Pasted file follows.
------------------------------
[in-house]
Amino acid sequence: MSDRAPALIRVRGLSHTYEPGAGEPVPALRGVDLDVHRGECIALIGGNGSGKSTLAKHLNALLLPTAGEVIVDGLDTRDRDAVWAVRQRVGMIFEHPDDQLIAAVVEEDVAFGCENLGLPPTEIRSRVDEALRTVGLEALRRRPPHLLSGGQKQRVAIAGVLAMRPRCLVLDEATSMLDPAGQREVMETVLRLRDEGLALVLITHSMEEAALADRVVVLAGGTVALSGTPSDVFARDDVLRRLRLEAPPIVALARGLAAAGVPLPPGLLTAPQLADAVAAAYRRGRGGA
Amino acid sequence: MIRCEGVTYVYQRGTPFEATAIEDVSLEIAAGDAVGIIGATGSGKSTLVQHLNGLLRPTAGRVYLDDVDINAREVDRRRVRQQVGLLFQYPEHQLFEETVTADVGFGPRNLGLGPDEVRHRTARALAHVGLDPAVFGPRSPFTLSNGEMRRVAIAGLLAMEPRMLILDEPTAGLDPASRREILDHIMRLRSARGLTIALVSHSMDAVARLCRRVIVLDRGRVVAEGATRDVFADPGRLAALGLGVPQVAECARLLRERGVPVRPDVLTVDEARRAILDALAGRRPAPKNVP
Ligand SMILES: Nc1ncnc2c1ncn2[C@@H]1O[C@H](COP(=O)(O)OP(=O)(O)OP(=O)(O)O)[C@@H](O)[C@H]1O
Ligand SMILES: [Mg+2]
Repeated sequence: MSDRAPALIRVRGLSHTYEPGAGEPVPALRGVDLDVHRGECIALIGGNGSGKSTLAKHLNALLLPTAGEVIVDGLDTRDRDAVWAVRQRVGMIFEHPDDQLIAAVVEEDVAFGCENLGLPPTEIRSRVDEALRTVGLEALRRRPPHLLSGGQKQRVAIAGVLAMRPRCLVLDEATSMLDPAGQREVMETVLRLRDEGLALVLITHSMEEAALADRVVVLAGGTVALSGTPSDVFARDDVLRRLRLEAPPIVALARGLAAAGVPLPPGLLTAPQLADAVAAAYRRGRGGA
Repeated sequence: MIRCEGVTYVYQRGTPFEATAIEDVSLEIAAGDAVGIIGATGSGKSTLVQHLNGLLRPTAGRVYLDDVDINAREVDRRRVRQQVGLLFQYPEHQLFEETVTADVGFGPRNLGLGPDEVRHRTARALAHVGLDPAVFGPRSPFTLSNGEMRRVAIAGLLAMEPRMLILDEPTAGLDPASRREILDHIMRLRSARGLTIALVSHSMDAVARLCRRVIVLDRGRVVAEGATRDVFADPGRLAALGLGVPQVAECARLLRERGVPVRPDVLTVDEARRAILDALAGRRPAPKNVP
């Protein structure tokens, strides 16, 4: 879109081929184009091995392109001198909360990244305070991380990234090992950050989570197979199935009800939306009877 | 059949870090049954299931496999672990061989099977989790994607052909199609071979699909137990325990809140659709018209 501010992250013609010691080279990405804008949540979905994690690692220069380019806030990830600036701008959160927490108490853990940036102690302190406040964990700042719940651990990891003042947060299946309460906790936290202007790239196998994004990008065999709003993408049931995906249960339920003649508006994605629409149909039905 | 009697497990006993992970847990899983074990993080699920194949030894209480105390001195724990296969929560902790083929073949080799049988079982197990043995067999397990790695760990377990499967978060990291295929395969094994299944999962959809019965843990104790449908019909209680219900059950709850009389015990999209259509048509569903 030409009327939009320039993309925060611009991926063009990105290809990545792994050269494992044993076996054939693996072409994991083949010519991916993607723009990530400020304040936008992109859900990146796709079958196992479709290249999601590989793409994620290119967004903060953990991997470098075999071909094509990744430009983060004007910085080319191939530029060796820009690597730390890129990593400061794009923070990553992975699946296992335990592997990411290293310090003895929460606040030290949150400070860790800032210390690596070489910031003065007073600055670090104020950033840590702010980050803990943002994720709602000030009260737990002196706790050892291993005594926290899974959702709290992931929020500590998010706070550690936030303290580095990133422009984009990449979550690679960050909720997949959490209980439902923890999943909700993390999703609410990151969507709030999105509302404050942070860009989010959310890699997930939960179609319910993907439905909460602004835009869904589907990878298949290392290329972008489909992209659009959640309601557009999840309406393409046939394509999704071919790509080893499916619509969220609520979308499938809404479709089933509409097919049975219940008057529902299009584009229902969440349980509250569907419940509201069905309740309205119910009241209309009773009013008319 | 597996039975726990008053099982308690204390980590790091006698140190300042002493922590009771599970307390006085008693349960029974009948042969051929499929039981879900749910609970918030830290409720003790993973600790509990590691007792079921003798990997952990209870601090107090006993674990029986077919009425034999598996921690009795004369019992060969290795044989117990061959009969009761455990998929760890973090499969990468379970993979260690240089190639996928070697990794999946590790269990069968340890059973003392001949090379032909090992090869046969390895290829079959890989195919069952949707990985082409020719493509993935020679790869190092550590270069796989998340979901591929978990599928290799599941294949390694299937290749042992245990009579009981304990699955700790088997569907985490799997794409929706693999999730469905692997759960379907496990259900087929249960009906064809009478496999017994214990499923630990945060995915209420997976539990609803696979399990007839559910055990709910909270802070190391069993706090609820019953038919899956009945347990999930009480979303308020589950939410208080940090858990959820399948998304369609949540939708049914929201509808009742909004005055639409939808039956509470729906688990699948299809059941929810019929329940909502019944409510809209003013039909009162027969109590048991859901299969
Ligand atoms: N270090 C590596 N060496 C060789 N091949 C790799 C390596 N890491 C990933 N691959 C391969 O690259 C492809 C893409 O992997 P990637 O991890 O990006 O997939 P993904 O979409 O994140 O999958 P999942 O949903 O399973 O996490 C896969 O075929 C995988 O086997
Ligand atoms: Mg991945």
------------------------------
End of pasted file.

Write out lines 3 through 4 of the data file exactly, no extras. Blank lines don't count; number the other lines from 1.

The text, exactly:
Amino acid sequence: MIRCEGVTYVYQRGTPFEATAIEDVSLEIAAGDAVGIIGATGSGKSTLVQHLNGLLRPTAGRVYLDDVDINAREVDRRRVRQQVGLLFQYPEHQLFEETVTADVGFGPRNLGLGPDEVRHRTARALAHVGLDPAVFGPRSPFTLSNGEMRRVAIAGLLAMEPRMLILDEPTAGLDPASRREILDHIMRLRSARGLTIALVSHSMDAVARLCRRVIVLDRGRVVAEGATRDVFADPGRLAALGLGVPQVAECARLLRERGVPVRPDVLTVDEARRAILDALAGRRPAPKNVP
Ligand SMILES: Nc1ncnc2c1ncn2[C@@H]1O[C@H](COP(=O)(O)OP(=O)(O)OP(=O)(O)O)[C@@H](O)[C@H]1O